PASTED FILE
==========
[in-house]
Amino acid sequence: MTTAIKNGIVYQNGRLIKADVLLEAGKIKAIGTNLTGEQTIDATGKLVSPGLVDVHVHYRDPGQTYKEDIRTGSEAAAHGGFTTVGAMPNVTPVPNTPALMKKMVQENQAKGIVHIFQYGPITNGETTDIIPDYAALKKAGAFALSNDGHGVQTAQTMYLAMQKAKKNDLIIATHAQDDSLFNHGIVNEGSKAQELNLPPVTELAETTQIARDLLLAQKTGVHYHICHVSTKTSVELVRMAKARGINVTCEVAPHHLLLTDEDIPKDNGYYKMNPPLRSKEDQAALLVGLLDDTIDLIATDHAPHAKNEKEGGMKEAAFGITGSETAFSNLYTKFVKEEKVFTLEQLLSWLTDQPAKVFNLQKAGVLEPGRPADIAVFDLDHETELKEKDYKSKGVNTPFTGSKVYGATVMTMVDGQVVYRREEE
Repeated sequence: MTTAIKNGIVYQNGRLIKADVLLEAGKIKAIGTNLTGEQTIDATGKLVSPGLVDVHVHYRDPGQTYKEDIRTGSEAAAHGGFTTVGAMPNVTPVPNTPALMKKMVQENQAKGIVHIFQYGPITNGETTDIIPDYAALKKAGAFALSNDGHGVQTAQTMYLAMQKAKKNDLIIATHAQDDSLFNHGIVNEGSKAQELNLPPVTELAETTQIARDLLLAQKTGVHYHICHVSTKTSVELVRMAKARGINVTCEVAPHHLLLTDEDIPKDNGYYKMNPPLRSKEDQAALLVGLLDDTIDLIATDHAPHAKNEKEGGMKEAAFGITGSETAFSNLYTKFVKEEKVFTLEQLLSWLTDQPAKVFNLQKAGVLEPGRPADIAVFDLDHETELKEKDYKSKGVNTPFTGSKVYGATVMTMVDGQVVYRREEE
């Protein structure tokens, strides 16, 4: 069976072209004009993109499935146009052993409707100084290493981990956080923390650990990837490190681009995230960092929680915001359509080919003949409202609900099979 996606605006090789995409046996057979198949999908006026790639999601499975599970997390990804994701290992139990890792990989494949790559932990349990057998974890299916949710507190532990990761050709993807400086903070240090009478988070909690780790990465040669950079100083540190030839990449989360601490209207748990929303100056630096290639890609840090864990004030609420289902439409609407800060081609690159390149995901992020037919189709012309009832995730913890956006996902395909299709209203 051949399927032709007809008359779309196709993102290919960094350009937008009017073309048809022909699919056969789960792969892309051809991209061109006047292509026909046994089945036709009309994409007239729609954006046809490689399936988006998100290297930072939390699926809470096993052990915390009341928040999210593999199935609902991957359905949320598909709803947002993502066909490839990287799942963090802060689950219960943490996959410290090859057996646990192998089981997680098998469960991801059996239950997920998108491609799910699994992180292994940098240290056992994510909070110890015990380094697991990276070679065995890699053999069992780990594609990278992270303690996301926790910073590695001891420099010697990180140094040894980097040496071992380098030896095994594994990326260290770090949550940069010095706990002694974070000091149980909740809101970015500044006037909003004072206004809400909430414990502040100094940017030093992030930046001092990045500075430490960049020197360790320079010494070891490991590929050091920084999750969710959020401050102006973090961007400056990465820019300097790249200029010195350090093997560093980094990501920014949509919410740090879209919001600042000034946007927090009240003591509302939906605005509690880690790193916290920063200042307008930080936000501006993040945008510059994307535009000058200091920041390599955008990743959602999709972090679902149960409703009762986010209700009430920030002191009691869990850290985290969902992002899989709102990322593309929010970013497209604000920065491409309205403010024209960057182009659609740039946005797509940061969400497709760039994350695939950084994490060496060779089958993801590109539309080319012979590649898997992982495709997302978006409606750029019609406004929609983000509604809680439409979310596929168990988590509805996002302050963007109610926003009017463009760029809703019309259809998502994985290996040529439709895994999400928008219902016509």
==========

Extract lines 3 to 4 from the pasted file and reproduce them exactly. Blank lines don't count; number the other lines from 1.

Repeated sequence: MTTAIKNGIVYQNGRLIKADVLLEAGKIKAIGTNLTGEQTIDATGKLVSPGLVDVHVHYRDPGQTYKEDIRTGSEAAAHGGFTTVGAMPNVTPVPNTPALMKKMVQENQAKGIVHIFQYGPITNGETTDIIPDYAALKKAGAFALSNDGHGVQTAQTMYLAMQKAKKNDLIIATHAQDDSLFNHGIVNEGSKAQELNLPPVTELAETTQIARDLLLAQKTGVHYHICHVSTKTSVELVRMAKARGINVTCEVAPHHLLLTDEDIPKDNGYYKMNPPLRSKEDQAALLVGLLDDTIDLIATDHAPHAKNEKEGGMKEAAFGITGSETAFSNLYTKFVKEEKVFTLEQLLSWLTDQPAKVFNLQKAGVLEPGRPADIAVFDLDHETELKEKDYKSKGVNTPFTGSKVYGATVMTMVDGQVVYRREEE
């Protein structure tokens, strides 16, 4: 069976072209004009993109499935146009052993409707100084290493981990956080923390650990990837490190681009995230960092929680915001359509080919003949409202609900099979 996606605006090789995409046996057979198949999908006026790639999601499975599970997390990804994701290992139990890792990989494949790559932990349990057998974890299916949710507190532990990761050709993807400086903070240090009478988070909690780790990465040669950079100083540190030839990449989360601490209207748990929303100056630096290639890609840090864990004030609420289902439409609407800060081609690159390149995901992020037919189709012309009832995730913890956006996902395909299709209203 051949399927032709007809008359779309196709993102290919960094350009937008009017073309048809022909699919056969789960792969892309051809991209061109006047292509026909046994089945036709009309994409007239729609954006046809490689399936988006998100290297930072939390699926809470096993052990915390009341928040999210593999199935609902991957359905949320598909709803947002993502066909490839990287799942963090802060689950219960943490996959410290090859057996646990192998089981997680098998469960991801059996239950997920998108491609799910699994992180292994940098240290056992994510909070110890015990380094697991990276070679065995890699053999069992780990594609990278992270303690996301926790910073590695001891420099010697990180140094040894980097040496071992380098030896095994594994990326260290770090949550940069010095706990002694974070000091149980909740809101970015500044006037909003004072206004809400909430414990502040100094940017030093992030930046001092990045500075430490960049020197360790320079010494070891490991590929050091920084999750969710959020401050102006973090961007400056990465820019300097790249200029010195350090093997560093980094990501920014949509919410740090879209919001600042000034946007927090009240003591509302939906605005509690880690790193916290920063200042307008930080936000501006993040945008510059994307535009000058200091920041390599955008990743959602999709972090679902149960409703009762986010209700009430920030002191009691869990850290985290969902992002899989709102990322593309929010970013497209604000920065491409309205403010024209960057182009659609740039946005797509940061969400497709760039994350695939950084994490060496060779089958993801590109539309080319012979590649898997992982495709997302978006409606750029019609406004929609983000509604809680439409979310596929168990988590509805996002302050963007109610926003009017463009760029809703019309259809998502994985290996040529439709895994999400928008219902016509």